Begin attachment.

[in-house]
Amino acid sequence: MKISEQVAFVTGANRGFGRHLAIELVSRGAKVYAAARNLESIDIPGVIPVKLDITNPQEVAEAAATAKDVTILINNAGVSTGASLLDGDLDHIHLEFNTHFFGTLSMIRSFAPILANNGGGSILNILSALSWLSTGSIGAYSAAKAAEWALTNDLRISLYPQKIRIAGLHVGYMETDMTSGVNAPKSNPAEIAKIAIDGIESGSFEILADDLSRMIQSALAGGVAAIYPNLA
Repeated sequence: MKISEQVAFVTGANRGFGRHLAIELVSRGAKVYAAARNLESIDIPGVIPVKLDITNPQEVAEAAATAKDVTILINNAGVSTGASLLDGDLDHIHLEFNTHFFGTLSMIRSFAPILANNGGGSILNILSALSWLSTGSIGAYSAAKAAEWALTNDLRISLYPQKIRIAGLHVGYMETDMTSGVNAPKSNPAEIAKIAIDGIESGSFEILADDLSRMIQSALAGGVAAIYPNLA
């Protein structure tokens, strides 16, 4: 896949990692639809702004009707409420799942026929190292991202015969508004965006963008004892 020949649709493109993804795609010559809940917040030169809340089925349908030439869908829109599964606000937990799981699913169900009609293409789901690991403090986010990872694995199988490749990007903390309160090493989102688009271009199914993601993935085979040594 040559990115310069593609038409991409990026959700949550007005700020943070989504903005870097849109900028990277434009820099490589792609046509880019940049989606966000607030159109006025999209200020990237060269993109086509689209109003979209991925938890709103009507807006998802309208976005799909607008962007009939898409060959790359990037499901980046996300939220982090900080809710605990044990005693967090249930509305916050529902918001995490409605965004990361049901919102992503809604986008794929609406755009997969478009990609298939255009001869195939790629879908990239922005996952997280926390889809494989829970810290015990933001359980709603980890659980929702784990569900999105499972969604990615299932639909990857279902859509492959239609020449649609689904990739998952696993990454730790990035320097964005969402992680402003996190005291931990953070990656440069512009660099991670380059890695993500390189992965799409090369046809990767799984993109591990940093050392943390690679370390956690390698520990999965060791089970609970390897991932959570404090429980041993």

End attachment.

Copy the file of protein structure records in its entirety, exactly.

[in-house]
Amino acid sequence: MKISEQVAFVTGANRGFGRHLAIELVSRGAKVYAAARNLESIDIPGVIPVKLDITNPQEVAEAAATAKDVTILINNAGVSTGASLLDGDLDHIHLEFNTHFFGTLSMIRSFAPILANNGGGSILNILSALSWLSTGSIGAYSAAKAAEWALTNDLRISLYPQKIRIAGLHVGYMETDMTSGVNAPKSNPAEIAKIAIDGIESGSFEILADDLSRMIQSALAGGVAAIYPNLA
Repeated sequence: MKISEQVAFVTGANRGFGRHLAIELVSRGAKVYAAARNLESIDIPGVIPVKLDITNPQEVAEAAATAKDVTILINNAGVSTGASLLDGDLDHIHLEFNTHFFGTLSMIRSFAPILANNGGGSILNILSALSWLSTGSIGAYSAAKAAEWALTNDLRISLYPQKIRIAGLHVGYMETDMTSGVNAPKSNPAEIAKIAIDGIESGSFEILADDLSRMIQSALAGGVAAIYPNLA
């Protein structure tokens, strides 16, 4: 896949990692639809702004009707409420799942026929190292991202015969508004965006963008004892 020949649709493109993804795609010559809940917040030169809340089925349908030439869908829109599964606000937990799981699913169900009609293409789901690991403090986010990872694995199988490749990007903390309160090493989102688009271009199914993601993935085979040594 040559990115310069593609038409991409990026959700949550007005700020943070989504903005870097849109900028990277434009820099490589792609046509880019940049989606966000607030159109006025999209200020990237060269993109086509689209109003979209991925938890709103009507807006998802309208976005799909607008962007009939898409060959790359990037499901980046996300939220982090900080809710605990044990005693967090249930509305916050529902918001995490409605965004990361049901919102992503809604986008794929609406755009997969478009990609298939255009001869195939790629879908990239922005996952997280926390889809494989829970810290015990933001359980709603980890659980929702784990569900999105499972969604990615299932639909990857279902859509492959239609020449649609689904990739998952696993990454730790990035320097964005969402992680402003996190005291931990953070990656440069512009660099991670380059890695993500390189992965799409090369046809990767799984993109591990940093050392943390690679370390956690390698520990999965060791089970609970390897991932959570404090429980041993």